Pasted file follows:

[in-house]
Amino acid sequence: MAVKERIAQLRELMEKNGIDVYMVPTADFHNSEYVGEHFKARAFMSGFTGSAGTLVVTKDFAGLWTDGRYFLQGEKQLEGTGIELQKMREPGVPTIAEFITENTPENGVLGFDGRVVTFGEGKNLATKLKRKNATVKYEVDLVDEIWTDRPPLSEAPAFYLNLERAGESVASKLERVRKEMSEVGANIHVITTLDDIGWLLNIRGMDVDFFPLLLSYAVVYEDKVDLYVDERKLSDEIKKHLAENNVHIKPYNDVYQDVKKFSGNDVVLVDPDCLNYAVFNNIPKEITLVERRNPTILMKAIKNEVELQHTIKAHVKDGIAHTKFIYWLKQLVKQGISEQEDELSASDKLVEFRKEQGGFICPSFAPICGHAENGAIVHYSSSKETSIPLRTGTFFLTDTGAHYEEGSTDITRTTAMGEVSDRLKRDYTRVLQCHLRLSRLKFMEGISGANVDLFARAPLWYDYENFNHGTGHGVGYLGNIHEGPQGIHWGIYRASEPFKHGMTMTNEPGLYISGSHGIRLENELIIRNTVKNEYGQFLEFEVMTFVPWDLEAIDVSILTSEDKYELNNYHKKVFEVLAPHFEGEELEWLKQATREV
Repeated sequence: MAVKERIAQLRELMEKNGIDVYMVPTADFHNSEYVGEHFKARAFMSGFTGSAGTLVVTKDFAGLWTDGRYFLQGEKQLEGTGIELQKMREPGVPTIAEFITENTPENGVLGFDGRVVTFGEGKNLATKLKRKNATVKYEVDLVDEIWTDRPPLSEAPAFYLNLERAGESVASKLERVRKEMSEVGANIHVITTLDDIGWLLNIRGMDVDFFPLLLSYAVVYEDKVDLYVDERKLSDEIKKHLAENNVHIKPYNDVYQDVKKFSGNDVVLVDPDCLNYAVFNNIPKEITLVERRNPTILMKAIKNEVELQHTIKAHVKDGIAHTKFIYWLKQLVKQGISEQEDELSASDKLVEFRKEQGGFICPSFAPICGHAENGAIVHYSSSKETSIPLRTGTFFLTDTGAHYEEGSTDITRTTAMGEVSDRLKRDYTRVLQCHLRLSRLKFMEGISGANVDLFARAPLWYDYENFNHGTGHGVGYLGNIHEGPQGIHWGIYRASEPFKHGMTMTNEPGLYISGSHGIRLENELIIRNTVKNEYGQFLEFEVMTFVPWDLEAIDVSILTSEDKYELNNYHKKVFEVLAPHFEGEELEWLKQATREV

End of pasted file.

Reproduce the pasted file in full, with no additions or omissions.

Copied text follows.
[in-house]
Amino acid sequence: MAVKERIAQLRELMEKNGIDVYMVPTADFHNSEYVGEHFKARAFMSGFTGSAGTLVVTKDFAGLWTDGRYFLQGEKQLEGTGIELQKMREPGVPTIAEFITENTPENGVLGFDGRVVTFGEGKNLATKLKRKNATVKYEVDLVDEIWTDRPPLSEAPAFYLNLERAGESVASKLERVRKEMSEVGANIHVITTLDDIGWLLNIRGMDVDFFPLLLSYAVVYEDKVDLYVDERKLSDEIKKHLAENNVHIKPYNDVYQDVKKFSGNDVVLVDPDCLNYAVFNNIPKEITLVERRNPTILMKAIKNEVELQHTIKAHVKDGIAHTKFIYWLKQLVKQGISEQEDELSASDKLVEFRKEQGGFICPSFAPICGHAENGAIVHYSSSKETSIPLRTGTFFLTDTGAHYEEGSTDITRTTAMGEVSDRLKRDYTRVLQCHLRLSRLKFMEGISGANVDLFARAPLWYDYENFNHGTGHGVGYLGNIHEGPQGIHWGIYRASEPFKHGMTMTNEPGLYISGSHGIRLENELIIRNTVKNEYGQFLEFEVMTFVPWDLEAIDVSILTSEDKYELNNYHKKVFEVLAPHFEGEELEWLKQATREV
Repeated sequence: MAVKERIAQLRELMEKNGIDVYMVPTADFHNSEYVGEHFKARAFMSGFTGSAGTLVVTKDFAGLWTDGRYFLQGEKQLEGTGIELQKMREPGVPTIAEFITENTPENGVLGFDGRVVTFGEGKNLATKLKRKNATVKYEVDLVDEIWTDRPPLSEAPAFYLNLERAGESVASKLERVRKEMSEVGANIHVITTLDDIGWLLNIRGMDVDFFPLLLSYAVVYEDKVDLYVDERKLSDEIKKHLAENNVHIKPYNDVYQDVKKFSGNDVVLVDPDCLNYAVFNNIPKEITLVERRNPTILMKAIKNEVELQHTIKAHVKDGIAHTKFIYWLKQLVKQGISEQEDELSASDKLVEFRKEQGGFICPSFAPICGHAENGAIVHYSSSKETSIPLRTGTFFLTDTGAHYEEGSTDITRTTAMGEVSDRLKRDYTRVLQCHLRLSRLKFMEGISGANVDLFARAPLWYDYENFNHGTGHGVGYLGNIHEGPQGIHWGIYRASEPFKHGMTMTNEPGLYISGSHGIRLENELIIRNTVKNEYGQFLEFEVMTFVPWDLEAIDVSILTSEDKYELNNYHKKVFEVLAPHFEGEELEWLKQATREV